William Tyndale solemnly
demonstrates his new "wrist support" invention, more commonly
known as a "book".

It is my position that "Easter" in Acts 12:4 in the KJV is not an error, if understood that from the early church until relatively recently "Passover" and "Easter" were basically synonyms and used interchangeably. The event referred to in Acts 12:4 is the Jewish week-long feast of unleavened bread (not the Christian commemoration of Christ's resurrection, nor a pagan festival), and to refer to it as "Easter" was common, even though it is no longer so. Where I do think that great error exists is in the KJV-only arguments as to why "Easter" is correct while "Passover" is wrong. Let's look at some of those arguments, comparing to what scripture says:

Basic Definitions vs. KJV-only Arguments

Most people know "Passover" is a Jewish feast associated with when the angel of the Lord "passed over" the houses of the captive Jews in Egypt (Exodus 12), but many people are fuzzy or confused on the details, so we'll start with a basic, Biblical definition of "Passover".

Lev 23:5-6 (KJV) "In the fourteenth day of the first month at even is the LORD'S passover. [6] And on the fifteenth day of the same month is the feast of unleavened bread unto the LORD: seven days ye must eat unleavened bread."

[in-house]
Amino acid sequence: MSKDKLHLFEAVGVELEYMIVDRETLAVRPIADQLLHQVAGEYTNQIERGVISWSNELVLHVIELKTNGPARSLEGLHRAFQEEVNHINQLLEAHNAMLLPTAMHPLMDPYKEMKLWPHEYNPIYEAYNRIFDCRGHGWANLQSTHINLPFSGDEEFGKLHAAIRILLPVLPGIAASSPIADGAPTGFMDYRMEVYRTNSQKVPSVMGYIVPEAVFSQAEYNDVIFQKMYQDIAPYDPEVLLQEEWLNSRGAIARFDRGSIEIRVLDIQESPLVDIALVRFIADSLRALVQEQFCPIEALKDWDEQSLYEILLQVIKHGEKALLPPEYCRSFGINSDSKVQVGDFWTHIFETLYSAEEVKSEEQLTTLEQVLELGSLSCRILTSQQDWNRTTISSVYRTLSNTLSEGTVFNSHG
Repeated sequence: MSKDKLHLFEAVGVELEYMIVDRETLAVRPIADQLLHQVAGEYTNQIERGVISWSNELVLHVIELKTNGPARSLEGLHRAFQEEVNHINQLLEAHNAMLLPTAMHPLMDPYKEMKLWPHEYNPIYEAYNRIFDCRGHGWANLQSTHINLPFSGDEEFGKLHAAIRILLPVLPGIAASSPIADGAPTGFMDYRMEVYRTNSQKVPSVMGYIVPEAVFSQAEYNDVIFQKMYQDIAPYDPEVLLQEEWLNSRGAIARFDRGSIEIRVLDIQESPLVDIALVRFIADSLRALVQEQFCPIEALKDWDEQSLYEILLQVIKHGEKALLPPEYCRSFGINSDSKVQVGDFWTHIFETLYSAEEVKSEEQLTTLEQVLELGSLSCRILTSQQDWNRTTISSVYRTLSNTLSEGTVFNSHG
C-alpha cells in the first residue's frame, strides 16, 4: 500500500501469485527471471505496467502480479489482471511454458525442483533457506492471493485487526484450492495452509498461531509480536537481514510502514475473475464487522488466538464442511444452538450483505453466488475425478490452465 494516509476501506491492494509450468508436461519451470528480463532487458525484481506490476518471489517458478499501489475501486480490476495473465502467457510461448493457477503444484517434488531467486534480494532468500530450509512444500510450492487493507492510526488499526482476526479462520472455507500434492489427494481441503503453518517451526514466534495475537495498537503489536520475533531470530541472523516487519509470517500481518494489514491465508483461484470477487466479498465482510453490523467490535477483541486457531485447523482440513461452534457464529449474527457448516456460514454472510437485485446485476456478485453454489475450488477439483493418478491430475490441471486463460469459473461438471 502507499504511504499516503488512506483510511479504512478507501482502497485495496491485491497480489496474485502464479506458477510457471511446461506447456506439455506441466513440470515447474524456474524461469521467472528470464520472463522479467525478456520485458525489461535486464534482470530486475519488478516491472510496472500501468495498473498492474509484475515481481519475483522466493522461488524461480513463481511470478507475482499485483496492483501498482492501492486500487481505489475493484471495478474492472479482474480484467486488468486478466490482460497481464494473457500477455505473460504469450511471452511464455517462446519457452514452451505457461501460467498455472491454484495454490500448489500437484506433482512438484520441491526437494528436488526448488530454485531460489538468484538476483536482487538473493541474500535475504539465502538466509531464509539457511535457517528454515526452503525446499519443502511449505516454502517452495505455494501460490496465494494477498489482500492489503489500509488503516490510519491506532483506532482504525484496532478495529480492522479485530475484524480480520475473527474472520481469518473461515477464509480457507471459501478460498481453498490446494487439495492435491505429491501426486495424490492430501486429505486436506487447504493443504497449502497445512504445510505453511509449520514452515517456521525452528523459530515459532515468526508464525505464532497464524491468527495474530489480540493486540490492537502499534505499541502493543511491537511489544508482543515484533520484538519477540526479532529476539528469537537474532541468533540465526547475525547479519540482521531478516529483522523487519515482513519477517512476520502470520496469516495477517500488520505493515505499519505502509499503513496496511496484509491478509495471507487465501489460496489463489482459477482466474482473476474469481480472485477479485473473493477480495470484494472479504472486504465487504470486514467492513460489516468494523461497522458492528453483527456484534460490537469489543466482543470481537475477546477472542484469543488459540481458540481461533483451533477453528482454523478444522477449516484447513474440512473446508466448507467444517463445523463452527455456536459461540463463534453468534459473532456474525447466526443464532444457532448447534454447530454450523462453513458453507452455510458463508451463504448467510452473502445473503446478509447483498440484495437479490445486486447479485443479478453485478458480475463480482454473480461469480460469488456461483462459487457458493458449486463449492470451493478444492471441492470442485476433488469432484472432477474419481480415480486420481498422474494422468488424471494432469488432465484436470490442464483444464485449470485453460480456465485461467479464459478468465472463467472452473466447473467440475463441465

Num 28:16-17 (KJV) "And in the fourteenth day of the first month is the passover of the LORD. [17] And in the fifteenth day of this month is the feast: seven days shall unleavened bread be eaten.

2 Chron 35:17 (KJV) "And the children of Israel that were present kept the passover at that time, and the feast of unleavened bread seven days."

Looking at those verses, it seems pretty clear that "Passover" is the 14th, and the "Feast of Unleavened Bread" starts on the 15th and lasts for 7 days (until the 21st):

Many KJV-only authors and supporters then argue that since Passover preceeds the Feast of Unleavened Bread, then when Herod took Peter (Acts 12:3) right before or during the "days of unleavened bread", then Herod could not have been waiting for "Passover" since it was already past, and thus the correct translation cannot be "Passover" but instead must be "Easter" (and understood a pagan holiday, not the Christian commemoration of Christ's resurrection)3.

KJV-only supporters who use the above line of argumentation need to do a little more study. There are two serious flaws in their thinking. First, they have forgotten that although for non-Jews days start and end at midnight, for Jews days start and end at sundown. This is crucial! Yes, the 14th is "the Passover" because that's when the Passover Lamb is sacrificed, but it is not until later that night that the Passover Feast (the eating of the lamb) takes place - in other words, the Passover Sacrifice is at the end of the 14th while the Passover Feast is on the beginning of the 15th: